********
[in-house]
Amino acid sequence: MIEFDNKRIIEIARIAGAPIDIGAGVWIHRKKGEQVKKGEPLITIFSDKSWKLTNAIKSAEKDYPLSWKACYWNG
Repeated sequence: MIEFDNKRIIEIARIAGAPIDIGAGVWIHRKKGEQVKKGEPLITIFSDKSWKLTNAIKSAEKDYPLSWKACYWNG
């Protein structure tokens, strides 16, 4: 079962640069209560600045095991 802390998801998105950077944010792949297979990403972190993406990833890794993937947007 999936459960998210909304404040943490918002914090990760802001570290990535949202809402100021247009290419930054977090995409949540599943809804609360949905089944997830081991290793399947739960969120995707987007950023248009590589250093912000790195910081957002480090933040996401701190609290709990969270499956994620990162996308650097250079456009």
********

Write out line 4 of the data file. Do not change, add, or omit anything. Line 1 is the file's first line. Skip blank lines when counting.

């Protein structure tokens, strides 16, 4: 079962640069209560600045095991 802390998801998105950077944010792949297979990403972190993406990833890794993937947007 999936459960998210909304404040943490918002914090990760802001570290990535949202809402100021247009290419930054977090995409949540599943809804609360949905089944997830081991290793399947739960969120995707987007950023248009590589250093912000790195910081957002480090933040996401701190609290709990969270499956994620990162996308650097250079456009």